• 1930 census - 34 year old Earl L. Askam (born Washington), 35 year old wife Wally (born Germany), and 31 year old brother Parry O. Askam (born Washington) are living in Los Angeles:
    Ancestry had the 1930 census takers worksheet - they are renting at 1784 N. Los Palmas Avenue, Los Angeles. Occupations of both Earl and brother Perry are "Singer & actor - Theater"; and they both answer "Yes" and "World War I" to the are you a military veteran question.
  • 1940 census - 49 year old Earl L. R. Askam (born Washington) and 52 year old wife Wally (born Germany) are living in the Los Angeles area:
    1940 census takers worksheet - Earl and Wally own their home at 4507 Longridge Avenue, Los Angeles. His occupation is "Actor-Motion Picture Production", and in the 1939, he worked 26 weeks and earned $5,000.00+:
  • Death certificate - 41 year old Earl Leslie Askam was born May 10, 1898 in Seattle, Washington. He passed away on April 1, 1940 at 4883 Lankershim Boulevard, North Hollywood, and cause of death was coronary thrombosis. His occupation was "Vocal - Actor", and parents were Oliver Perry Askam (born Ohio) and Helena Ringstorff [sic] (born California). Wife (and death certificate informant) was Wally Askam, and they lived at 8461 Kirkwood Drive, Hollywood, California. Funeral director was Vernon F. Steen and removal/burial to Oakhill Cemetery, San Jose, California.
  • October, 1941 delayed birth certificate which was requested by Earl's wife Wally Ella Askam. His full name is listed as Earl Leslie Rengstorff Askam; birth date and location are May 10, 1891 in Black River Junction, Washington; and his parents were Doctor Oliver Perry Askam and Helena Margaret Rengstorff:
  • The California Death Index mirrors the death certificate: Earl Leslie Askam, born May 10, 1898 in Washington, Mother's maiden name was Ringstorff [sic], and he passed away April 1, 1940 in the Los Angeles area.

Jim Tipton's Find A Grave website confirms that Earl Askam is interred at Mountain View Cemetery, Oakland, Alameda County, California:

(Courtesy of Les Adams)

John Wayne has his dukes on William Royle, and in the background, from L-to-R, are John Beach, Earl Askam and Olin Francis. From the Three Mesquiteers adventure, RED RIVER RANGE (Republic, 1938).

Olin Francis
Full name: Olin Caldwell Francis
1891 - 1952
appeared in at least 37 westerns and 3 serials, and his film career ran from the early 1920s - early 1940s.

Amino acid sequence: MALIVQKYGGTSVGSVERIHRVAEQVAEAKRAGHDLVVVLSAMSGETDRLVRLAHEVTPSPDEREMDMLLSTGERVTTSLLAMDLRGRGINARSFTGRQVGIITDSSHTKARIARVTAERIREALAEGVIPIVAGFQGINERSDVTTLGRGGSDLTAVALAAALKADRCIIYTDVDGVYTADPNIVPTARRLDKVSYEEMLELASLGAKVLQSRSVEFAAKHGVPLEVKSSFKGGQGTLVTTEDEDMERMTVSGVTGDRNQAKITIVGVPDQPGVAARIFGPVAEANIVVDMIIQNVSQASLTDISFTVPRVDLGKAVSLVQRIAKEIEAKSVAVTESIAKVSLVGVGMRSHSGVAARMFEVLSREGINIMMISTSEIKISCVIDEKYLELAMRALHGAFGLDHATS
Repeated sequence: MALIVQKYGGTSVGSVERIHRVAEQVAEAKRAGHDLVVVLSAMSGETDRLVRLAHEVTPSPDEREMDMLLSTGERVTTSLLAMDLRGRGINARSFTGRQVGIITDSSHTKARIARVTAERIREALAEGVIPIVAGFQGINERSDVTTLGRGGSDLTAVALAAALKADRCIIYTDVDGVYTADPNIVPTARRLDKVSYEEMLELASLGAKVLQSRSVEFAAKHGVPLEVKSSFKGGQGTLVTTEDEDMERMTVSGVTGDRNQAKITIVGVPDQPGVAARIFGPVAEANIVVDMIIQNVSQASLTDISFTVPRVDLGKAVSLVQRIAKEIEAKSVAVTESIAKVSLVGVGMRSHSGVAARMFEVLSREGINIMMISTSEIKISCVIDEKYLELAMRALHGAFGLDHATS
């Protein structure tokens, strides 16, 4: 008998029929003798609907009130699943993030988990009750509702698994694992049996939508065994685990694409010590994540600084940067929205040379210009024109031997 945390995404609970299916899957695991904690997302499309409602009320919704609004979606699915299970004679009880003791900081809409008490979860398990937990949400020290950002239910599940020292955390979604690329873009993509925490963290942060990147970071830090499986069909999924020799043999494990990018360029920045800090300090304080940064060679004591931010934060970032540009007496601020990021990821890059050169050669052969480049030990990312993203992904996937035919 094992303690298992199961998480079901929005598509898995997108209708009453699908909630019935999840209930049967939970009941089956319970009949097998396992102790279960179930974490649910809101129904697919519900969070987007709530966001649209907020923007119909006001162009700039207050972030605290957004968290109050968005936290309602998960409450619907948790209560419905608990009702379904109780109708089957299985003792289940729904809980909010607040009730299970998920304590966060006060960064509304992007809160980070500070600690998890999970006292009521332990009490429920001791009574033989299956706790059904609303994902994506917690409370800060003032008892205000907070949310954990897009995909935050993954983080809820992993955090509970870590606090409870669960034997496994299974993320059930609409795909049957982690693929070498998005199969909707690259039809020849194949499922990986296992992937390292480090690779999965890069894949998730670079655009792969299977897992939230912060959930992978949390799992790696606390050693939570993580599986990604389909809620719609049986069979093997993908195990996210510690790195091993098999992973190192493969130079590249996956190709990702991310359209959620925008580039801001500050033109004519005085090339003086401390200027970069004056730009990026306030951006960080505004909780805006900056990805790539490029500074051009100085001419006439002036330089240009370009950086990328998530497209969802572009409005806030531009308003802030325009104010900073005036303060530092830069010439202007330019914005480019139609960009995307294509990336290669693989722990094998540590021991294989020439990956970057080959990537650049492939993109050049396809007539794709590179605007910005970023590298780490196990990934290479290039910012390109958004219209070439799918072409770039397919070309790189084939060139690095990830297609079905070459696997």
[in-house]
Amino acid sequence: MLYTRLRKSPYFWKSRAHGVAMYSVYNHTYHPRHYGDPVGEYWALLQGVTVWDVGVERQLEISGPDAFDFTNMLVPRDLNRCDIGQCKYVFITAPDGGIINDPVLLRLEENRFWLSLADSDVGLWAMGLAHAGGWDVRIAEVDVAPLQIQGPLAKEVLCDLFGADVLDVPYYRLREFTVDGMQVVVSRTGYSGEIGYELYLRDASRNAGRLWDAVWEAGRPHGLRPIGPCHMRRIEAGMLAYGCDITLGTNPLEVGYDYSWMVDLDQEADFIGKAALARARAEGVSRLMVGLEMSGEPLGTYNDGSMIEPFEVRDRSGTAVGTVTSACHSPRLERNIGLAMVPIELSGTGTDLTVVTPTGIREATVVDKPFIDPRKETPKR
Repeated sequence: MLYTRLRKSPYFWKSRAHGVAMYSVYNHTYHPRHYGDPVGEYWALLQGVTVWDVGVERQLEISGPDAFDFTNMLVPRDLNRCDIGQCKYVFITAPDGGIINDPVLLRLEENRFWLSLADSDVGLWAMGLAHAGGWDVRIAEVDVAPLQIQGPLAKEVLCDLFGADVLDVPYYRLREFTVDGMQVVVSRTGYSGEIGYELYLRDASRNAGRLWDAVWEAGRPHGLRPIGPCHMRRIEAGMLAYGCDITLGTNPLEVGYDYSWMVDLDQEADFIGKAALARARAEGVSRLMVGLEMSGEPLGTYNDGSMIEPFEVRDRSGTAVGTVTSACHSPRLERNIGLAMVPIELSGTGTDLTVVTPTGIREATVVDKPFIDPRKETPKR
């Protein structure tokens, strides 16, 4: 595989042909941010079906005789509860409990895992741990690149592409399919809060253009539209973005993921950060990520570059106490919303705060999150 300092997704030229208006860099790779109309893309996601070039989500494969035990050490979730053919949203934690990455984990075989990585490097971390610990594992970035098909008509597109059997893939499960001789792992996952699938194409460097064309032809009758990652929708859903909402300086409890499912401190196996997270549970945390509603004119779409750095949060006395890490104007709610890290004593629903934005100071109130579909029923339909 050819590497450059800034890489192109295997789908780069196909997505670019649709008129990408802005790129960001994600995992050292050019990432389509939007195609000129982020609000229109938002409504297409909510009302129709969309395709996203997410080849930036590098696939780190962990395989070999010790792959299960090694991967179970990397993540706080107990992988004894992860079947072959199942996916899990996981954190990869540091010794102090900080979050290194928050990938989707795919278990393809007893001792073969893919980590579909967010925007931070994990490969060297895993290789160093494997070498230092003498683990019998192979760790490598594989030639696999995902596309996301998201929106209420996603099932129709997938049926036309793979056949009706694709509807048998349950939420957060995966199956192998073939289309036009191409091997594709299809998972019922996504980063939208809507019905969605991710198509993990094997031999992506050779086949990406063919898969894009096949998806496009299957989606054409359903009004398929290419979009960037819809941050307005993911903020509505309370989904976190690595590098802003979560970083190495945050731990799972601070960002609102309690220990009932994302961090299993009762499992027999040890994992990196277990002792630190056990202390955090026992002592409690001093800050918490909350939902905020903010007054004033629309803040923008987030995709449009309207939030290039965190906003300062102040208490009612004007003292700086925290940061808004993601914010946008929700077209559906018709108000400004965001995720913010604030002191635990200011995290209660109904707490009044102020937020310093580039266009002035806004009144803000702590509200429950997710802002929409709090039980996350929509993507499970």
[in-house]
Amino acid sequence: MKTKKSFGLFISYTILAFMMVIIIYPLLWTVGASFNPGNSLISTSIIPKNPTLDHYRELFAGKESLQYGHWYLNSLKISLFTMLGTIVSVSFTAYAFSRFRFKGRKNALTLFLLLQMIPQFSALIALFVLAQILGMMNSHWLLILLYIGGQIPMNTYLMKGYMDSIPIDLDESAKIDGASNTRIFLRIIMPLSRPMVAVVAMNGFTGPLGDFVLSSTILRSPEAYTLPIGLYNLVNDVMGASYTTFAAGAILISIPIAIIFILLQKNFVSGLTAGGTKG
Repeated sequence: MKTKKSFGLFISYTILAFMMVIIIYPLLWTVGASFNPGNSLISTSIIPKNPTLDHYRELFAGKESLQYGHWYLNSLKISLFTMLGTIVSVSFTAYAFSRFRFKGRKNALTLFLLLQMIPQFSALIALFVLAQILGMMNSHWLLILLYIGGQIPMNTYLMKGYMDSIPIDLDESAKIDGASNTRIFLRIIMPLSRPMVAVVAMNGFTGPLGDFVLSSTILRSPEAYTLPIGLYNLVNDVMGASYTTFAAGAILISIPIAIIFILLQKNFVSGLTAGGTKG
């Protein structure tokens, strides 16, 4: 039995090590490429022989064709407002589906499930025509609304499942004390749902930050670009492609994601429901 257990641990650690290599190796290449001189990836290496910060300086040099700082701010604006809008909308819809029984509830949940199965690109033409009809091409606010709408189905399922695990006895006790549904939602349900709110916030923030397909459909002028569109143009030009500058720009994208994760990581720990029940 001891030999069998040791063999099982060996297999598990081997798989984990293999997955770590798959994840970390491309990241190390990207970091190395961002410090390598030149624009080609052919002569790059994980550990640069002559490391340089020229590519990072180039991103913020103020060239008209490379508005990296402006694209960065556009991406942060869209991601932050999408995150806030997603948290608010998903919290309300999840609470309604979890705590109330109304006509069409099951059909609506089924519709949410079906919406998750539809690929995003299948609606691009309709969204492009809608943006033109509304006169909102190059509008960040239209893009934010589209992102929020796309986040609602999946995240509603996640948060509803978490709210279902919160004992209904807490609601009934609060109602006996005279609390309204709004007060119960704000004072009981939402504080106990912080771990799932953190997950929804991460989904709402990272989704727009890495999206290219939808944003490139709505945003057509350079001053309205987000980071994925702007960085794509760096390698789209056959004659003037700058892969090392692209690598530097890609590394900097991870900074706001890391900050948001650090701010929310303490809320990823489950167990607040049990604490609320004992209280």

The movie career of Olin Francis began circa 1921. He starred in a few before transitioning to character parts in silent films and serials.

In talkies, he wound up in lesser roles, often as a B film gang member, henchman, et al. Perhaps his meatiest B western performance occurs in TAKE ME BACK TO OKLAHOMA (Monogram, 1940), considered one of Tex Ritter's best Monograms. Francis is "Mule Bates", a released convict who's hired by Karl Hackett to handle the reins in a stagecoach race ... as well as killing Tex. But he winds up going straight and assisting Ritter, sidekick 'Slim' Andrews and Bob Wills and his Texas Playboys.

His last film appearance was circa 1941 ... and then he disappears from the movie business. He identified himself as an actor in the 1940 census. However, the occupation on his 1952 death certificate is "Police Officer - Air Craft".

  Although some of the data may be incomplete or inaccurate, the Internet Movie Database (IMDb) has information on Olin Francis:

The Family Search website (free), California Death Index and the death certificate provide more on Olin Francis and family:

  • 1900 census - 37 year old J. Nathan Francis, his 32 year old wife Nessie C., 9 year old son Olin Francis, and two younger children (both daughters) live in Nettleton, Lee county, Mississippi. All five family members were born in Mississippi:
    1910 census takers worksheet - father J. Nathan Francis is a "Teacher (school)" and Olin is listed as "at school":
  • 1917 World War I draft registration - Olin Caldwell Francis is living in Memphis, Tennesee, and is a locomotive fireman on the Frisco Railroad. His birth date and location are September 13, 1891 in Moareville (or Mooreville), Mississippi:
  • 1940 census - 49 year old Olin Francis and his 72 year old mother Nessie were both born in Mississippi, and they are living in Los Angeles:
    1940 census takers worksheet - Olin Francis and his mother Nessie own their home at 3737 Kelton in Los Angeles, and lived there in 1935. Olin's occupation is "Film Actor - Film Studio", and he reports that in 1939, he worked 13 weeks and earned $1200.00:
  • World War II draft registration - Olin Caldwell Francis is still residing at 3737 Kelton Ave, Los Angeles, and his mother Nessie Francis is living with him and is his contact. His birth date and location is September 13, 1891 and Mooresville, Mississippi. His employer is the Screen Actors Guild in Hollywood: